Week 3 Case Study 3.3 Poverty in America
Upper Iowa University
Professor Kalai McHan
TRY TO TURN POVERTY TO POSITIVE
In the time of the Great Depression back in 1930’s, where a time where four million Americans had fallen into poverty. Then in 2008 the economy experienced a serious economic meltdown crisis and recession, at this time 44 million adults now live below the poverty line officially defined as an income below $10,830 for a single adult or less than $22,050 for a family of four (Shaw, 2013 p.132). The economy today in my opinion, where poverty is still a huge impact due to the cost of living going up but the income is not changing and it appears ...view middle of the document...
I believe education and skill level, status of health, race and discrimination all play a vital role in poverty. A major factor determining whether someone will end up living in poverty, education or skill level can make or break an income. Education plays a vital role in acquiring jobs, learning new skills, and bringing home necessities and comforts of life; also include overpopulation, and high stands or living. As it states in our reading, “most poor people in our nation---about two-thirds of them---are white, but blacks are about two and a half times more likely to be poor. Whereas one out of every ten white Americans is poor, one of every four African Americans and one out of every five Hispanics live below the poverty line” (Shaw, pg.133). As we can see with these statistics, race plays a major role in poverty. I think the causes of poverty fall both into structural and individual. Poverty is structural because its deprivation that is reinforced by economic and social barriers preventing access to skills, employment opportunities as well as better housing. Without economy today, a lot of people are living in poverty and unless our economy changes, I think the poor don’t have a choice but to live in poverty. On the other hand, it can also be individual as well because if you’re not willing to fight and try for your own well-being, then it’s not the economies fault you’re living in poverty. Even though this economy isn’t helping, that should be enough motivation for anyone to try anything possible to live a healthy poverty free life. This can affect one’s view of the justice or injustice of poverty because justice is supposed to be about fairness. Those in poverty don’t think they are being treated fairly with the way they are living compared to the rich in our society, which is exactly the truth. On the other hand, the rich believe they have earned that money and don’t think the poor should have that wealthy living because they haven’t worked for it. This causes major issues between our social classes because poverty isn’t fair and justice is supposed to be about everyone being treated equally (DQ 2, pg. 133).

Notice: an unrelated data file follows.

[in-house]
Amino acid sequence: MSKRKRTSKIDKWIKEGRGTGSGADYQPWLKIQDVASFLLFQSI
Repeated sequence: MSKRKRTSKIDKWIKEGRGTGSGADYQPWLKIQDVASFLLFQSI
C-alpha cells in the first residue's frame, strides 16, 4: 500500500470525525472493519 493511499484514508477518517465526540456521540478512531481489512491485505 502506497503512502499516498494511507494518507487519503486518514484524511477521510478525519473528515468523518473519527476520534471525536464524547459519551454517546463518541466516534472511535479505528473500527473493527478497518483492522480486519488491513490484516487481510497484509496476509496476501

We have caused much of the poverty in this country by ourselves without knowing or at least willing to admit it. Our moral obligation to society is to help those who are needy, homeless, handicapped and undertrained; give them a chance to try and live and be able to have employment opportunities. Other steps that could be taken to reduce poverty include reducing taxes, the cost of living and make healthcare free for everyone. Increasing social mobility can also help reduce poverty. The biggest way poverty could be reduced is if employment opportunities increase; with that being said, businesses could reach out to the poor and either open up employment opportunities or stop charging such high prices so the poor could actually afford their way of living. Businesses can also volunteer or contribute food, clothing, books,...